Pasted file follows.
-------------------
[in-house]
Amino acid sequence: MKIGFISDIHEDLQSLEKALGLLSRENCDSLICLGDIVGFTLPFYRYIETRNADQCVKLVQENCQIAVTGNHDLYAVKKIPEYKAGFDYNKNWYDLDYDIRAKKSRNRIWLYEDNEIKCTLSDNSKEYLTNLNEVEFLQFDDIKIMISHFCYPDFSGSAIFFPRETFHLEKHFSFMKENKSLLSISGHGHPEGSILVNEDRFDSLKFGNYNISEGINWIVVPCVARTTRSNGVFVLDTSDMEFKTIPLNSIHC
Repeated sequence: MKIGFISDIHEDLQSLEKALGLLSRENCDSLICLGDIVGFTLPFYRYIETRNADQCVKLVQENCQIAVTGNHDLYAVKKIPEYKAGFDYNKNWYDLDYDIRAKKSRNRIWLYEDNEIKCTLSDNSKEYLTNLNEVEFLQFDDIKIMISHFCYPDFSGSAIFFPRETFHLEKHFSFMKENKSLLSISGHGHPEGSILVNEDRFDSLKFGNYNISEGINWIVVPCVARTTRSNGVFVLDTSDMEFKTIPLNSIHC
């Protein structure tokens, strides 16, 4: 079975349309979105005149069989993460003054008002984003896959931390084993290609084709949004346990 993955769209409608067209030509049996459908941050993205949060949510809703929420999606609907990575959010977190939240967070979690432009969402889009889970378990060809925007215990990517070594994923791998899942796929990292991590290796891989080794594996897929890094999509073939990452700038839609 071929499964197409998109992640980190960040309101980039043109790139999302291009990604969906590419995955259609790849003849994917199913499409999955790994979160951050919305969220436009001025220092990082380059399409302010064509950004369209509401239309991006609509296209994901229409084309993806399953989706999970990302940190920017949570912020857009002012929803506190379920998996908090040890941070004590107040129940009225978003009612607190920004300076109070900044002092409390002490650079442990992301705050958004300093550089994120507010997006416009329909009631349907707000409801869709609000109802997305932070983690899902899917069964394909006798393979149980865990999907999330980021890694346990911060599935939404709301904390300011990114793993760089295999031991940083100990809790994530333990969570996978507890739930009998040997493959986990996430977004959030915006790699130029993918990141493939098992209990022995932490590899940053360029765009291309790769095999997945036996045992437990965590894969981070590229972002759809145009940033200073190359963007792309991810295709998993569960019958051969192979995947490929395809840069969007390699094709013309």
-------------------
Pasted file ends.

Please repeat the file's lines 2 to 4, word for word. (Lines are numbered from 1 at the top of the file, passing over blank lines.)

Amino acid sequence: MKIGFISDIHEDLQSLEKALGLLSRENCDSLICLGDIVGFTLPFYRYIETRNADQCVKLVQENCQIAVTGNHDLYAVKKIPEYKAGFDYNKNWYDLDYDIRAKKSRNRIWLYEDNEIKCTLSDNSKEYLTNLNEVEFLQFDDIKIMISHFCYPDFSGSAIFFPRETFHLEKHFSFMKENKSLLSISGHGHPEGSILVNEDRFDSLKFGNYNISEGINWIVVPCVARTTRSNGVFVLDTSDMEFKTIPLNSIHC
Repeated sequence: MKIGFISDIHEDLQSLEKALGLLSRENCDSLICLGDIVGFTLPFYRYIETRNADQCVKLVQENCQIAVTGNHDLYAVKKIPEYKAGFDYNKNWYDLDYDIRAKKSRNRIWLYEDNEIKCTLSDNSKEYLTNLNEVEFLQFDDIKIMISHFCYPDFSGSAIFFPRETFHLEKHFSFMKENKSLLSISGHGHPEGSILVNEDRFDSLKFGNYNISEGINWIVVPCVARTTRSNGVFVLDTSDMEFKTIPLNSIHC
């Protein structure tokens, strides 16, 4: 079975349309979105005149069989993460003054008002984003896959931390084993290609084709949004346990 993955769209409608067209030509049996459908941050993205949060949510809703929420999606609907990575959010977190939240967070979690432009969402889009889970378990060809925007215990990517070594994923791998899942796929990292991590290796891989080794594996897929890094999509073939990452700038839609 071929499964197409998109992640980190960040309101980039043109790139999302291009990604969906590419995955259609790849003849994917199913499409999955790994979160951050919305969220436009001025220092990082380059399409302010064509950004369209509401239309991006609509296209994901229409084309993806399953989706999970990302940190920017949570912020857009002012929803506190379920998996908090040890941070004590107040129940009225978003009612607190920004300076109070900044002092409390002490650079442990992301705050958004300093550089994120507010997006416009329909009631349907707000409801869709609000109802997305932070983690899902899917069964394909006798393979149980865990999907999330980021890694346990911060599935939404709301904390300011990114793993760089295999031991940083100990809790994530333990969570996978507890739930009998040997493959986990996430977004959030915006790699130029993918990141493939098992209990022995932490590899940053360029765009291309790769095999997945036996045992437990965590894969981070590229972002759809145009940033200073190359963007792309991810295709998993569960019958051969192979995947490929395809840069969007390699094709013309």